All these years later, crunch is an common part of game development. Crunch at its core, is “crunch time” for the developers. In the last few months before a release, the team will often work overtime in order to meet the deadline. Delayed games often have an extended crunch, colloquially known as “the Death March”. The most recent studio to be outed for their game going into crunch is CD Projekt Red, with their game Cyberpunk 2077. They aren’t the only studio guilty of this practice though, with Rockstar Games frequently accused of this practice, as well as countless others.
Why does “Crunch” happen?
So, what leads a game studio to need to crunch like that? Especially when, for example, CD Projekt Red has had 7+ years to finish their game already? Well, one reason is due to the often incredibly ambitious nature of these games. Games like GTA5 and The Witcher 3 are incredibly detailed open world games, with countless places to explore, NPCs to encounter and quests to complete. Such demanding detailed games will obviously take longer to produce. And of course, game companies are losing money every day that their game isn’t out in the world.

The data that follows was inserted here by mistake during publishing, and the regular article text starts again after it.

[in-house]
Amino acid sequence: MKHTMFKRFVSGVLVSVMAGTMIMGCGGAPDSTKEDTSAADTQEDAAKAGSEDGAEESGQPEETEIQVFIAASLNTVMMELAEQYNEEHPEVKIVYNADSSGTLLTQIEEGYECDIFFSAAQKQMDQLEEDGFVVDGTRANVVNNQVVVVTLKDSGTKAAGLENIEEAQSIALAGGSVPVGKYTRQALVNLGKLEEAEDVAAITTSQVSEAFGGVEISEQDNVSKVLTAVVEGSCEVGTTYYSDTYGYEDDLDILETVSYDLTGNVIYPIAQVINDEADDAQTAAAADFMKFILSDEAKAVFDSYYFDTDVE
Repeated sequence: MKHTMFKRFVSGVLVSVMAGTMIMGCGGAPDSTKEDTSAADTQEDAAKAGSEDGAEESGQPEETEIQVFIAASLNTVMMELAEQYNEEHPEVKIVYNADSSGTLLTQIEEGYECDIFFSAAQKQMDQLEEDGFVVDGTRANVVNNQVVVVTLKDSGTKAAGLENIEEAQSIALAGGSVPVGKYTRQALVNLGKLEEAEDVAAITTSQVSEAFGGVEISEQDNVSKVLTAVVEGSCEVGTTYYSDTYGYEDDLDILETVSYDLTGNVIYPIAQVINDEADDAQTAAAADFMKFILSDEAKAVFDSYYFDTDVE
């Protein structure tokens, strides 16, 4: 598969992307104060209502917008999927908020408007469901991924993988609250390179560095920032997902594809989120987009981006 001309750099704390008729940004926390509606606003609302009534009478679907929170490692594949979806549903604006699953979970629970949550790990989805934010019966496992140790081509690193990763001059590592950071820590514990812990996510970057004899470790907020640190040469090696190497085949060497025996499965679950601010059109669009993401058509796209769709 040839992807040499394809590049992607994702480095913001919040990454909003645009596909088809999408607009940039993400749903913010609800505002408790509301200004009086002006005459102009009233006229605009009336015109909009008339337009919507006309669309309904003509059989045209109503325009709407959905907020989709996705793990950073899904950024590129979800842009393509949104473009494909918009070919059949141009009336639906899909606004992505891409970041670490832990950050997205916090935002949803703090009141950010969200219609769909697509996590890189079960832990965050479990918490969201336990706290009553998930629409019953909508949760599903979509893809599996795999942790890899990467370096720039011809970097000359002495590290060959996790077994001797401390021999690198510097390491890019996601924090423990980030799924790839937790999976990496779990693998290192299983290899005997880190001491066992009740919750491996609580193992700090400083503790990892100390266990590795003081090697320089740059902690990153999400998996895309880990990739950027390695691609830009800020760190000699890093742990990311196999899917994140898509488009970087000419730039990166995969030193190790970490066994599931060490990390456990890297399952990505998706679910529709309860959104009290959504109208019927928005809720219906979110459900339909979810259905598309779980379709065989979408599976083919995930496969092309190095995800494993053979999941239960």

Ex-writer for the Dragon Age series David Gaider, commented recently on the Cyberpunk 2077 delay. In a series of tweets, he stated, “When I’ve seen long-term crunch happen, it’s because schedules failed. Everything went sideways and now the date has to slip”. He further stated that asking for more time often doesn’t go down well due to losing money on the project. So instead, developers often, “work ourselves to the bone, so we use as little of that time as possible.”